Miss Barteleme sniffed, waved her letter opener at Conrad. ‘Go on home now, Conrad Morrissey,’ she said through her nose as Conrad stood there, gazing at her, thinking. ‘You’ve bothered Mr. Peak enough already for one day. Go on home before I take a broom to you and your feathers.’ But then, as if remembering Conrad’s recent loss, she softened. ‘There’s no point in waiting. He’s not going to see you again this morning. He’s a very busy man. Very, very busy.’ She leaned over and patted his arm. ‘Go on.’ And she waved the letter opener toward the door.
Conrad looked down, brushed at this trousers, saw a feather drift across the floor toward Miss Barteleme’s dimpled ankle, turning over on itself like a tumbleweed. Miss Barteleme, of the fat, powder white Pan-Cake cheeks and penciled eyebrows and two-tone pantsuit – sizing her up, Conrad imagined that she now fancied she herself had a way with words, as if the talent for it were contagious. She guarded
like a little flat-faced dog, irksome and loyal. Now here was Conrad, squared off in a wordless confrontation with this officious woman who acted as though any business of the paper’s readers was entirely irrelevant – even a hindrance – to the higher purpose of her beloved Peak’s mysterious mission. Nolan Peak
Well, you two deserve each other, Conrad thought.”
Thank you, Jennifer for introducing me to a gifted author. I plan to read more of Carrie Brown’s work.
The House on Fortune Street, by Margot Livesey was released in June and Margot Livesey’s essay in The Eleventh Draft motivated me to read her.
From Publishers Weekly:
“The absorbing latest from Livesey (Homework) opens multiple perspectives on the life of Dara MacLeod, a young
therapist, partly by paying subtle homage to literary figures and works. The first of four sections follows Keats scholar Sean Wyman: his girlfriend, Abigail, is Dara’s best friend, and the couple lives upstairs from Dara in the titular London house. While Dara tries to coax her boyfriend Edward to move out of the house he shares with his ex-girlfriend and daughter, Sean receives a mysterious letter implying that Abigail is having an affair, and both relationships start to fall apart. The second section, set during Dara’s childhood, is narrated by Dara’s father, who has a strange fascination with Charles Dodgson (aka Lewis Carroll) and shares Dodgson’s creepy interest in young girls. Dara’s meeting with Edward dominates part three, which mirrors the plot of Jane Eyre, and the final part, reminiscent of Great Expectations, is told mainly from Abigail’s college-era point of view. The pieces cross-reference and fit together seamlessly, with Dara’s fate being revealed by the end of part one and explained in the denouement. Livesey’s use of the classics enriches the narrative, giving Dara a larger-than-life resonance.” London
The characters are complex and deeply flawed, and there are no happy endings for anyone in this story.This New York Times Sunday Book Review by Liesl Schillinger is excellent.It’s an intricate and deeply layered character exploration.
Abigail is an independent woman, focused on self-preservation who appears to need no one but herself. She’s got an innate ability to attract men and keep them around for as long as it suits her and to just as easily discard and forget about them. She’d be entirely unlikable and shallow if you didn’t know anything about the circumstances of her upbringing.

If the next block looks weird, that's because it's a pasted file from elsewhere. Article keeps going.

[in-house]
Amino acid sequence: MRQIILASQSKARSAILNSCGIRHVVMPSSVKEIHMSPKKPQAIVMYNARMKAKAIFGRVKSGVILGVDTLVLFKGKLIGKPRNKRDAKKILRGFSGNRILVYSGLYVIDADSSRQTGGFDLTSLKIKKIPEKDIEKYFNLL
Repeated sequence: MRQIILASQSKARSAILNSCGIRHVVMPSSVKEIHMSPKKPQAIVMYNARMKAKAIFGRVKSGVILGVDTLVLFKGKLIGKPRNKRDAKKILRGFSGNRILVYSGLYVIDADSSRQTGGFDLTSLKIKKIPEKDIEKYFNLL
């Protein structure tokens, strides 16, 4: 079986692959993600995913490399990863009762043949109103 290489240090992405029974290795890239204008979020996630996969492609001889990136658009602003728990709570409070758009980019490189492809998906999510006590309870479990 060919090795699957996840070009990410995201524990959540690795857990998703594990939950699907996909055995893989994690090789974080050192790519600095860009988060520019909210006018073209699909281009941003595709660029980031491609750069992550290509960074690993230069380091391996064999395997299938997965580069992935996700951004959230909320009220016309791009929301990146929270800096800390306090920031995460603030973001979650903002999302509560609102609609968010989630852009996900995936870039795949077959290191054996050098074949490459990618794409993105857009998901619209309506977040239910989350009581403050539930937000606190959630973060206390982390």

Dara is the opposite. Relationships and sex are meaningful and serious, but men don't flock to her. She’s compassionate and sensitive and the sudden, unexplained disappearance of her father from the family’s life when she was ten explains everything one needs to know about her.
While reading this book, I found myself continually bringing aspects of the story up to Scott. It’s the kind of book you can’t wait to discuss with someone. If there were a book club full of people who like the same books I do, this would be a perfect selection.
This was a page-turner and I fear that Margot Livesey has done far more with this story than I was able to pick up and appreciate with one rapid read-through. I suspect I will be re-reading this one, and seeking out more of this author’s work.
Simon Says, by Kathryn Eastburn. I read this because it’s the tragic true account of a triple murder that was planned and carried out by four
From Publishers Weekly:
“On New Year's Eve 2000, Isaac Grimes, a
Colorado Springshigh school sophomore, went on a sleepover at the rural home of the grandparents of his former best friend Tony Dutcher. There, Isaac confessed three months later, he slit Tony's throat while his accomplice and fellow student Jon Matheny shot to death Carl Dutcher, a military veteran and licensed arms dealer, and his wife, JoAnna. Grimes and Matheny blamed high school senior Simon Sue for planning the triple homicide; Sue had bullied them into believing they were guerrillas following orders in a Marxist Guyanese paramilitary organization. At 15, Grimes became the youngest inmate in the adult prison system after he was convicted and sentenced to 60 years; Matheny and Sue were sentenced to 66 and 53 years, respectively. Eastburn, who covered the case for the Colorado Springs Independent, offers a well-researched, fast-paced account of events. The crime is ultimately more interesting than the criminals, who shed meager insight into their own motives and psyches.” Colorado